This recruitment bulletin from Columbia College in Columbia, South Carolina, was sent to prospective students for the 1955-56 school year. Columbia College is a college for young women, and was established in the 1850s, making it one of the oldest women’s colleges in the US. In 1915 Georgia O’Keeffe taught at the school.
The study of photographs and literature from women’s colleges is interesting from a fashion history perspective because of the unique environment. Even in the 1950s women in co-educational colleges were often prohibited from wearing pants or shorts in co-ed situations. At women’s colleges the dress code was usually much looser.
The curriculum at Columbia is what one might expect to find at a women’s college in the 1950s. Home economics, education, music and art were standard courses for women. There was also a business course, with a short two year certificate.
Physical education courses mandated the gym suit. This style actually looks quite nice, with the well-fitting shorts.
Dressed for tennis, the girl on the right is wearing a Columbia College jacket.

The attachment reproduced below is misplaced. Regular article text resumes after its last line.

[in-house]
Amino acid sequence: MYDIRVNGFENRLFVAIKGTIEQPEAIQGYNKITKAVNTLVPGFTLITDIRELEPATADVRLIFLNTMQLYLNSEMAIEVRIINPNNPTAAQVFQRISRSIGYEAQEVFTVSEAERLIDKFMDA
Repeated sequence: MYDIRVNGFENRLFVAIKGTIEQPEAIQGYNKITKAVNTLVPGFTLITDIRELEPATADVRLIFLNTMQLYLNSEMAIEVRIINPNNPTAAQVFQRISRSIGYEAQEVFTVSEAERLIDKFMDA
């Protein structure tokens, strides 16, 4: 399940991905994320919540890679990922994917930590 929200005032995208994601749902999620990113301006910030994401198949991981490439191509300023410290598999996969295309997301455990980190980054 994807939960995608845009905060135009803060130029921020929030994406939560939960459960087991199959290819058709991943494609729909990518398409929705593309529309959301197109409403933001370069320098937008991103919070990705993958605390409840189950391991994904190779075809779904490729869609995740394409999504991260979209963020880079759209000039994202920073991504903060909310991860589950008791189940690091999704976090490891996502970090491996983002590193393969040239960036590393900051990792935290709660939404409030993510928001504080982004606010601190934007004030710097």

Dramatic productions seemed to be a popular extra- curricular activity.
I assume that The Postscript was the college newspaper. Note that many of the students are in jeans and sweatshirts.
There was no explanation for the historical dress, but since home economics was a big part of the program, it may have to do with clothing history.
The bulletin attempts to paint Columbia as an active place where the students were kept safe and busy. In the early Fifties it was not always taken for granted that girls would even be allowed to attend college. One of the big stories from my mother’s family concerned her younger sister, Jean. Jean was an exceptional student, and as a high school senior she was offered a scholarship to Women College in Greensboro, NC. The problem was that my mother had just dropped out of nursing school to get married, and my grandfather vowed not to let Jean leave home.
A big argument ensued over dinner one night, and my seventeen-year-old aunt got so angry that she picked up the bowl of beans and flung it in my grandfather’s face. It was a grand gesture, but the best that she was able to negotiate was a two-year business school. She then worked as an administrative assistant in a bank until she got married and started a family.